Illustration For Personalization Advertising Article by Kworq.
Original art by Designer, Martin Diegor.

Personalization and the Art of Empathy

 

After getting past financials and schedules, the first thing we do to kick off any project is talk story. Forget the product and data analytics for a minute. What’s the story we’re telling? How do we pique interest? What engagement potential is there? Who reeeeally cares? Theory is, if you recognize something in a brand campaign or product launch that somehow directly relates back to you, maybe you’ll give a damn.

A lot of buzzwords exist around the idea of personalization. Targeted advertising: those creepy ads promoting stuff you were just browsing. Personalized content: those awesome playlists that feel like they were made just for you. Personalized video: those strange videos you see from candy companies that have your name and photo in it.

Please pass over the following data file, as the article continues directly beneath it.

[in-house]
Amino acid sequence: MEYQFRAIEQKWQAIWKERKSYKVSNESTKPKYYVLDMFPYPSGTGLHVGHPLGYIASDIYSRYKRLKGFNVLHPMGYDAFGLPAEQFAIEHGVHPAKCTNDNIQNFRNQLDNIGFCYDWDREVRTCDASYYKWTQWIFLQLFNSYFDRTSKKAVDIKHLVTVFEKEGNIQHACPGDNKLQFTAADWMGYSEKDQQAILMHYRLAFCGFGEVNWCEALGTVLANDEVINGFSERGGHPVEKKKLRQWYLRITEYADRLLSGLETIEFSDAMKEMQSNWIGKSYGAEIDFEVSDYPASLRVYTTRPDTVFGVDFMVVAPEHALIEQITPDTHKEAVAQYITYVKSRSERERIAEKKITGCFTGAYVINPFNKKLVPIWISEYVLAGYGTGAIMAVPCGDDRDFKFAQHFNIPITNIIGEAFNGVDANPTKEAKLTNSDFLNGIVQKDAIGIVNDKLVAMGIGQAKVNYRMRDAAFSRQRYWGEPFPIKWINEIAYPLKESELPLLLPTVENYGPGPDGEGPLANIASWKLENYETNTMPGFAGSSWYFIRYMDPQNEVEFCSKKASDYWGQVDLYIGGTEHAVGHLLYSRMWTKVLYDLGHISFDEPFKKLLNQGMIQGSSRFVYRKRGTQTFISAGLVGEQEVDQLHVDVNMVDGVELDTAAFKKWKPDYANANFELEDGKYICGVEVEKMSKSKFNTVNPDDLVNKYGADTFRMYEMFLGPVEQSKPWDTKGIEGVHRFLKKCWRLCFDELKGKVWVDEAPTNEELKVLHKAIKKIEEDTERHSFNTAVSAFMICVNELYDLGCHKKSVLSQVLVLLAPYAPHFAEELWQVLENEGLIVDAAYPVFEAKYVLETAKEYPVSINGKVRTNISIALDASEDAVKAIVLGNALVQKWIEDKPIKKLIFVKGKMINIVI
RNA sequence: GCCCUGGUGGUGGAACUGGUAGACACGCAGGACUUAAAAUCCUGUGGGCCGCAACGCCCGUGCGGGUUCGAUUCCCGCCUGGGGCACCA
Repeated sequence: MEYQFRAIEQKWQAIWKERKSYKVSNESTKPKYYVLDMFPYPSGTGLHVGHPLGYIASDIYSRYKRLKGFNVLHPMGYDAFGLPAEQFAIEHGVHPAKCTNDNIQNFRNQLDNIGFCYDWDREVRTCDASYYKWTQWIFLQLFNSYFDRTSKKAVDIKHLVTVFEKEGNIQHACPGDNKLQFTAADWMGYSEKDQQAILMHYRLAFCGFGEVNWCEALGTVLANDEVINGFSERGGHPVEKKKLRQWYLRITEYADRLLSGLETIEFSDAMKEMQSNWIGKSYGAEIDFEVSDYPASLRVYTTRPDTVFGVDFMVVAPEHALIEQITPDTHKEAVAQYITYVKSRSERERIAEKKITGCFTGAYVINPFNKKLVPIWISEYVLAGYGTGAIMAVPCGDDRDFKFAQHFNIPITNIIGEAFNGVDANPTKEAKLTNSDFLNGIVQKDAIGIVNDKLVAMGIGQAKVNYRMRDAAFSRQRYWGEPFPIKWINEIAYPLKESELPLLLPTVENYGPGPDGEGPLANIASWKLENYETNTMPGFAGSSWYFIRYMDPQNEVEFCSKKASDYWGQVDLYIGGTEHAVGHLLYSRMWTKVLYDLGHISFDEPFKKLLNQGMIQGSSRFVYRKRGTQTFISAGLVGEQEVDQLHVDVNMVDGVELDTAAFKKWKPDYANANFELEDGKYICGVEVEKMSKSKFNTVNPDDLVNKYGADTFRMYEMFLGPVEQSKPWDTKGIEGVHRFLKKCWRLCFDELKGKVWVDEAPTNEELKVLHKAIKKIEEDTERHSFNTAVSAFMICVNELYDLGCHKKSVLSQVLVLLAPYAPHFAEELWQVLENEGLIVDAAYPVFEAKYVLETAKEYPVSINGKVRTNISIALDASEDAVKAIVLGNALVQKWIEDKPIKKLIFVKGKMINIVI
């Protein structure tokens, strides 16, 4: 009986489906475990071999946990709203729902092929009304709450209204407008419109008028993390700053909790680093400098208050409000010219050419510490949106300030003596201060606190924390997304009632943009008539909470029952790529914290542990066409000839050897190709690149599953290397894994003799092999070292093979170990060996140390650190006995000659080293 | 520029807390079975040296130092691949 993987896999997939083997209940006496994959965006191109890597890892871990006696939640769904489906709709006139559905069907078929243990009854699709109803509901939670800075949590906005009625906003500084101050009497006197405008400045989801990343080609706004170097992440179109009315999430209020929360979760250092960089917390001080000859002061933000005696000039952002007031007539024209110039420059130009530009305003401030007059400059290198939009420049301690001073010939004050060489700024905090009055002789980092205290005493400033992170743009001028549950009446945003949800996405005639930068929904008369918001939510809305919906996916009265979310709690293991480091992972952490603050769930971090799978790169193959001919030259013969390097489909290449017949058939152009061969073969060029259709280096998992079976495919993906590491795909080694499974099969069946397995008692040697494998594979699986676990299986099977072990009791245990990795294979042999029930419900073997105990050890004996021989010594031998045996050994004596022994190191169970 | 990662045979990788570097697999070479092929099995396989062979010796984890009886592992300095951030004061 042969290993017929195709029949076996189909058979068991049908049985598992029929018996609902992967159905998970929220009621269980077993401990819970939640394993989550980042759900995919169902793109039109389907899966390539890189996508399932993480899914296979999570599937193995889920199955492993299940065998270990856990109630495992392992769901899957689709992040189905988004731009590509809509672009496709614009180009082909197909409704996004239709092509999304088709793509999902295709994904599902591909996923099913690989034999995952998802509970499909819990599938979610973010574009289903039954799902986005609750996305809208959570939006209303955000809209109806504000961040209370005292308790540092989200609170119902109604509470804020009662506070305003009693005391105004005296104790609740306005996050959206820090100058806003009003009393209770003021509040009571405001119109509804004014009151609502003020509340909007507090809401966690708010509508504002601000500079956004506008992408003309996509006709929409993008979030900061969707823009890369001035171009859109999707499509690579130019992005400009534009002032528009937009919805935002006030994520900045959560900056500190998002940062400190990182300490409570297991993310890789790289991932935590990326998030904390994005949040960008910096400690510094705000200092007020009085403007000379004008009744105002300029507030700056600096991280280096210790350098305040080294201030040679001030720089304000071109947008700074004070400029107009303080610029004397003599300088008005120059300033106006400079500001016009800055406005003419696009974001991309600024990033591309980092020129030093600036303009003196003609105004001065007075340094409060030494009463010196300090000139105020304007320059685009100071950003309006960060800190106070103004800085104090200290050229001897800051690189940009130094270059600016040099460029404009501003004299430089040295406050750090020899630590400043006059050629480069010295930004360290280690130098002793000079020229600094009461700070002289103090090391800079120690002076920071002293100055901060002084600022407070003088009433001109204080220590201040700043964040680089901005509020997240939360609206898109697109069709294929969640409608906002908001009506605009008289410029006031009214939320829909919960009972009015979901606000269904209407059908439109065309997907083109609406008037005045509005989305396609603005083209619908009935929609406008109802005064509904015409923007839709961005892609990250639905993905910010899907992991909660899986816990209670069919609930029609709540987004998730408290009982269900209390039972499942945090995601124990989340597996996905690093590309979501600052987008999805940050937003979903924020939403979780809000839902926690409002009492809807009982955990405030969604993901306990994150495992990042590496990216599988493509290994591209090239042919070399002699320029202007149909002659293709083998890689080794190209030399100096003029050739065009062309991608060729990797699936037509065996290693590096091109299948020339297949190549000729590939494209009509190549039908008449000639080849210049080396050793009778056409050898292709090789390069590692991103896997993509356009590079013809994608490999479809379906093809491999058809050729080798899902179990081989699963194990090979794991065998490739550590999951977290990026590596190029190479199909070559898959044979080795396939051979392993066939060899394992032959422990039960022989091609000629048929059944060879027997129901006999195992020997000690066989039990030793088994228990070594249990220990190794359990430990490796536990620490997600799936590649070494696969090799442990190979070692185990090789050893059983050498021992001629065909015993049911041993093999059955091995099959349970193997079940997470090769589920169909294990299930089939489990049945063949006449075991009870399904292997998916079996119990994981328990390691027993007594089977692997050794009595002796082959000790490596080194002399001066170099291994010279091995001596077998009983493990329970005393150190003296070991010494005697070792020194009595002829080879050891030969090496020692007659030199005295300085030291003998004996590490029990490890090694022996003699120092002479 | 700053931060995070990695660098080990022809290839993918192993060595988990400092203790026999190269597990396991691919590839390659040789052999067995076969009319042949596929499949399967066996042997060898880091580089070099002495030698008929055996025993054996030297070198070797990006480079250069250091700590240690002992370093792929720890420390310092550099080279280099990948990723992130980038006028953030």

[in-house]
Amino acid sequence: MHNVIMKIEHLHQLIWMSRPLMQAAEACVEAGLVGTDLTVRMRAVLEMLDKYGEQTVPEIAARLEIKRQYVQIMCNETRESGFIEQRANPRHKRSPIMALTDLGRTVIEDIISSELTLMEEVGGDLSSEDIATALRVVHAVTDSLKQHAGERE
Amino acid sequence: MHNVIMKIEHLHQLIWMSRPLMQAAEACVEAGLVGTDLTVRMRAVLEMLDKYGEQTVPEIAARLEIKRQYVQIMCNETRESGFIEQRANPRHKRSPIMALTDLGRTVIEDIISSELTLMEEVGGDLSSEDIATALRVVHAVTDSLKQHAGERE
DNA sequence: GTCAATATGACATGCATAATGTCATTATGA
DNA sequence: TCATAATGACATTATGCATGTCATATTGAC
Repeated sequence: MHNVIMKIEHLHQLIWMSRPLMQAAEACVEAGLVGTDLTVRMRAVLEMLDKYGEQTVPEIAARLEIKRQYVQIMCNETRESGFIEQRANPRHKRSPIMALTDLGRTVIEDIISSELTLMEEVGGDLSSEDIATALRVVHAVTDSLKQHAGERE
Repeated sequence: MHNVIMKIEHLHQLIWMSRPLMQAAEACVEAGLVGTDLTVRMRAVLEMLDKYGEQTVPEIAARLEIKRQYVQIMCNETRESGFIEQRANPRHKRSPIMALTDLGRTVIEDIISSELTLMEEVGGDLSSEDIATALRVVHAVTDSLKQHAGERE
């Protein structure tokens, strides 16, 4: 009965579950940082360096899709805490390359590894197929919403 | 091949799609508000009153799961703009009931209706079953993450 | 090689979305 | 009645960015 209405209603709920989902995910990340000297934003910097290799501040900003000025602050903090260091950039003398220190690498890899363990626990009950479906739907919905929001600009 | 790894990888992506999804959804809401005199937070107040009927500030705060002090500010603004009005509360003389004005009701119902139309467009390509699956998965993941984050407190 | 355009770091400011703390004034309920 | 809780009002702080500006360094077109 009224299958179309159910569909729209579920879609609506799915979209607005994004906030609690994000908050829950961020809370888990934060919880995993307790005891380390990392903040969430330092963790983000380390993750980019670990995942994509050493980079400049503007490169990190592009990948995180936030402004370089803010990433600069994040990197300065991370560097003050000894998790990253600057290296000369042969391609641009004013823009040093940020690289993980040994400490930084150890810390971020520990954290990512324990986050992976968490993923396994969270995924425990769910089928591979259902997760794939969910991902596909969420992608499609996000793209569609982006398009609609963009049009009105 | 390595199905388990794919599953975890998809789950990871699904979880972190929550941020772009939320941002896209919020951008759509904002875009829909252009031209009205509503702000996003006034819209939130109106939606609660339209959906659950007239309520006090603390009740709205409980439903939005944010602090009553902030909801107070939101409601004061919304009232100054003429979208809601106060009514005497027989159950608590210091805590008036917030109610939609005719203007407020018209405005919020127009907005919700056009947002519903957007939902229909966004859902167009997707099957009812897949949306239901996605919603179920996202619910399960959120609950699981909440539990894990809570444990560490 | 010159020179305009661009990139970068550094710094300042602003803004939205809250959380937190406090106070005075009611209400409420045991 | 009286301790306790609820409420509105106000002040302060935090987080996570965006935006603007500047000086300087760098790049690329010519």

We all get it. Personalized anything is the new king. So why am I talking about this? Because at the end of the day, all engagement seems to boil down to two things: adrenaline or empathy. A thrilling escape or a relatable release. For the purpose of this piece, I’m interested in the latter. Triggering empathy in someone opens the door to their hearts – and just maybe their wallets. Add a splash of personalized video and things start to get interesting.

Image inserted into article about Personalization in Advertising.

Getting people to empathize with campaign content is probably the biggest challenge facing marketers and advertisers. It’s the biggest challenge in any form of storytelling, period. Without empathy, there’s nothing more than an empty shell. A joke with no punchline. There are, of course, techniques and tricks to achieve that holy grail of emotional takeaways. Manipulative music. Sobbing mothers. Caring dads. Someone dying… But we all know when it’s overwrought, when the cheapness gets you itching to take a shower. It should be simple, not a stretch of the imagination.

And speaking of tricks, personalization seems like a trick itself. At least the video kind does. So, WTF? If your content is so bloody engaging and empathy inducing then why the need for gimmicks? Fair. Very fair.